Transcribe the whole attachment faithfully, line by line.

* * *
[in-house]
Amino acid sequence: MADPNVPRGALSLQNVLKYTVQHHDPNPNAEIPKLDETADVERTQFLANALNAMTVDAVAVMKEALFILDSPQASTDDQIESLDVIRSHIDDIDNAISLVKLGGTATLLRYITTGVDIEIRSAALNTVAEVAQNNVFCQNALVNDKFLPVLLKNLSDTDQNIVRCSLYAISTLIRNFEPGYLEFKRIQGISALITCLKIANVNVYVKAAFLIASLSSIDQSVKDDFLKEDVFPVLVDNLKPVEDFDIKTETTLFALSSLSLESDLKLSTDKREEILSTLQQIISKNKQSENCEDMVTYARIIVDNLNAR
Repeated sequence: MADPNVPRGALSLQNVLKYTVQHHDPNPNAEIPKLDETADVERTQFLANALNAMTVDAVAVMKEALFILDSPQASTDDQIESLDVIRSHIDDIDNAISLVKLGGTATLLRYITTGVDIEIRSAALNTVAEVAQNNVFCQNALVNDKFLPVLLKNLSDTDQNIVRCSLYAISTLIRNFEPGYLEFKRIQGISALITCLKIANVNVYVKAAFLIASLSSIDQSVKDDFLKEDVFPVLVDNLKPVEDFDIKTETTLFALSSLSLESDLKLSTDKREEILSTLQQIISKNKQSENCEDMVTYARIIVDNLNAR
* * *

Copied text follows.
[in-house]
Amino acid sequence: MADPNVPRGALSLQNVLKYTVQHHDPNPNAEIPKLDETADVERTQFLANALNAMTVDAVAVMKEALFILDSPQASTDDQIESLDVIRSHIDDIDNAISLVKLGGTATLLRYITTGVDIEIRSAALNTVAEVAQNNVFCQNALVNDKFLPVLLKNLSDTDQNIVRCSLYAISTLIRNFEPGYLEFKRIQGISALITCLKIANVNVYVKAAFLIASLSSIDQSVKDDFLKEDVFPVLVDNLKPVEDFDIKTETTLFALSSLSLESDLKLSTDKREEILSTLQQIISKNKQSENCEDMVTYARIIVDNLNAR
Repeated sequence: MADPNVPRGALSLQNVLKYTVQHHDPNPNAEIPKLDETADVERTQFLANALNAMTVDAVAVMKEALFILDSPQASTDDQIESLDVIRSHIDDIDNAISLVKLGGTATLLRYITTGVDIEIRSAALNTVAEVAQNNVFCQNALVNDKFLPVLLKNLSDTDQNIVRCSLYAISTLIRNFEPGYLEFKRIQGISALITCLKIANVNVYVKAAFLIASLSSIDQSVKDDFLKEDVFPVLVDNLKPVEDFDIKTETTLFALSSLSLESDLKLSTDKREEILSTLQQIISKNKQSENCEDMVTYARIIVDNLNAR